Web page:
Faculty Member in Ashland University’s MFA Program Runner-up for Pulitzer Prize in Poetry
ASHLAND, Ohio – Angie Estes, a core poetry faculty member in Ashland University’s Master of Fine Arts in Creative Writing (MFA) program, has been named runner-up for the 2010 Pulitzer Prize in Poetry for her poetry collection, “Tryst.”
Dr. Stephen Haven, director of the MFA program, said Estes, who was hired at Ashland University in the spring of 2008 during the first year of the MFA program, teaches year round in the program.
“She has been very much a part of the MFA program from the start and we are extremely happy for her,” Haven said. “A review of her book came out in the New York Times during the residency last summer. It was a highly favorable review and we were able to celebrate the success with her. We are absolutely delighted now to have further cause to celebrate Angie as a writer. She is a wonderful teacher and a great human being.”
The announcement of the Pulitzer Prize in Poetry winners was made on Monday in the New York Times. Rae Armantrout’s ninth volume of poetry titled “Versed” won the top award, while Lucia Perillo’s “Inseminating the Elephant” was also a runner-up.
Estes is the author of four books, most recently “Tryst” (2009) and “Chez Nous” (2005), both from Oberlin College Press. Her second book, “Voice-Over” (Oberlin College Press, 2002), won the 2001 FIELD Poetry Prize and was also awarded the 2001 Alice Fay di Castagnola Prize from the Poetry Society of America. Her first book, “The Uses of Passion” (1995), was the winner of the Peregrine Smith Poetry Prize.
Her poems have appeared in numerous literary magazines, including TriQuarterly, The Paris Review, Ploughshares, Boston Review and Slate, and in the anthologies Gondola Signore Gondola: Venice in 20th Century American Poetry (Supernova Edizioni, Venezia, 2007), Evensong: Contemporary American Poets on Spirituality (Bottom Dog Press, 2006), The Extraordinary Tide: New Poetry by American Women (Columbia University Press, 2001), and The Geography of Home: California and the Poetry of Place (Heyday Press, 1999). Her essays have appeared in FIELD, Lyric Poetry Review, Children’s Literature, Christianity and Literature, Little Women: Norton Critical Edition, and in Poets on the Psalms.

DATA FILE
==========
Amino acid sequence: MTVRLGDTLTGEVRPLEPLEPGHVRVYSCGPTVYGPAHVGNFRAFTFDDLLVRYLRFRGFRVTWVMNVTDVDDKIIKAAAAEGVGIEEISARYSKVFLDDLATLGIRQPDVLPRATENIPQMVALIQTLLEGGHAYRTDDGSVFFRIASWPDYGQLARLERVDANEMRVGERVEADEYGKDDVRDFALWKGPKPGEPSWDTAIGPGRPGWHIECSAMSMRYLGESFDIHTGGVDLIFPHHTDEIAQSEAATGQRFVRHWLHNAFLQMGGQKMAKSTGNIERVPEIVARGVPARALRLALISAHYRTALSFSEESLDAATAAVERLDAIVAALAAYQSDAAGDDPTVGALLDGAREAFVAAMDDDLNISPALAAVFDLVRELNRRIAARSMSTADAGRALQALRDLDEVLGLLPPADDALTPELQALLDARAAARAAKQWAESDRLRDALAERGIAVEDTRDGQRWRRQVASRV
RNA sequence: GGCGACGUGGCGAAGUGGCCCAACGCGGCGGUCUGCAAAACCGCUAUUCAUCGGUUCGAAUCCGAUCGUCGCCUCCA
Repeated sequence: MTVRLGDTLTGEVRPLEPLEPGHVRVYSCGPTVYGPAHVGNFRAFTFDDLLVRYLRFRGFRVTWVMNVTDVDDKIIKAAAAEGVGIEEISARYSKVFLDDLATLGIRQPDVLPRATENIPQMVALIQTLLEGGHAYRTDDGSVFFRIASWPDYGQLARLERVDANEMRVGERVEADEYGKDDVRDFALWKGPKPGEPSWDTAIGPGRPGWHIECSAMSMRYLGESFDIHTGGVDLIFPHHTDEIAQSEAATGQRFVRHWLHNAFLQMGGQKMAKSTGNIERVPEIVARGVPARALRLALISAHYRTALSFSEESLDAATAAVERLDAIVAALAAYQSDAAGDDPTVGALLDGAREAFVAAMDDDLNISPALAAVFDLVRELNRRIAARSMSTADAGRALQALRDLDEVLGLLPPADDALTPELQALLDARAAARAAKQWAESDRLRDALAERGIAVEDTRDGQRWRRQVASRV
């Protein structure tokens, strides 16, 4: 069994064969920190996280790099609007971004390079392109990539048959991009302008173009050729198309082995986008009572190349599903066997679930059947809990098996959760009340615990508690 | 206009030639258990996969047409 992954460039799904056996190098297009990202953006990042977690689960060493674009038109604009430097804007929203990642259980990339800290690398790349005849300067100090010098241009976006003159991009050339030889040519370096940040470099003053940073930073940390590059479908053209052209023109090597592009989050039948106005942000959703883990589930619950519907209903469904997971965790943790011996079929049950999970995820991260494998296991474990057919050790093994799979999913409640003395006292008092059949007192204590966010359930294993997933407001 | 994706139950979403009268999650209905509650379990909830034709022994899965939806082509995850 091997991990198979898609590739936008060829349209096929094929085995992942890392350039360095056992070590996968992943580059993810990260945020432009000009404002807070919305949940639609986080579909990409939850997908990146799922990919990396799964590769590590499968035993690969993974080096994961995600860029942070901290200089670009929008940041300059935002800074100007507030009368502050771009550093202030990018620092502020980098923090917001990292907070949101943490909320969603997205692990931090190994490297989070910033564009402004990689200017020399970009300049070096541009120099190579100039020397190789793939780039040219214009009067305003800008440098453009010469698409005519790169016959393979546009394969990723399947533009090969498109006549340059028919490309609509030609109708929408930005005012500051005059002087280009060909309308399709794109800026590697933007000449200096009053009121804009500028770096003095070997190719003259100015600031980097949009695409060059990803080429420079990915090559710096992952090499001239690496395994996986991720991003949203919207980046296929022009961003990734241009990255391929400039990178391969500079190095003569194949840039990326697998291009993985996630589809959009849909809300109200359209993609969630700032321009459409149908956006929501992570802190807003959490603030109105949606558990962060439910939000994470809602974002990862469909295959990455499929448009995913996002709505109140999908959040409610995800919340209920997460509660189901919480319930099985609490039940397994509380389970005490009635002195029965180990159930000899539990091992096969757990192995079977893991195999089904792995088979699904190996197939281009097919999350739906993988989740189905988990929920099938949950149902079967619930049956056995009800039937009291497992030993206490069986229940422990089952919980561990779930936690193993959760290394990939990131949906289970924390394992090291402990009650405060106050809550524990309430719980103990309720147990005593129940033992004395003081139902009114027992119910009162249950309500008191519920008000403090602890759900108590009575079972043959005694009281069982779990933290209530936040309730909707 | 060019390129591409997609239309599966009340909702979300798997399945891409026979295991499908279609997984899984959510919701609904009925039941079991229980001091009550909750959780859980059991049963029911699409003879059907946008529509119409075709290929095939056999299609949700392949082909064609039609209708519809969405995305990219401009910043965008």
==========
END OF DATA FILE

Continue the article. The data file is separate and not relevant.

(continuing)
The recipient of many awards, including a Pushcart Prize and the Cecil Hemley Memorial Award from the Poetry Society of America, she has received fellowships, grants and residencies from the National Endowment for the Humanities, the National Endowment for the Arts, the Woodrow Wilson Foundation, the California Arts Council, the MacDowell Colony, and the Ohio Arts Council.
Estes received her Ph.D. and M.A. in English from the University of Oregon and was for several years professor of American Literature and Creative Writing at California Polytechnic State University, San Luis Obispo. She also taught creative writing at Oberlin College and at The Ohio State University. She is also a contributing editor for the literary magazine The Journal.
Ashland University offers the only two-genre, low-residency Master of Fine Arts program in the country. Ashland’s program is unique because it provides a sharper focus on poets and nonfiction writers exclusively. The cross-genre option – the option of studying for one non-residential semester outside of a primary genre – offers a further opportunity to deepen an understanding of the interrelationship between poetry and creative nonfiction.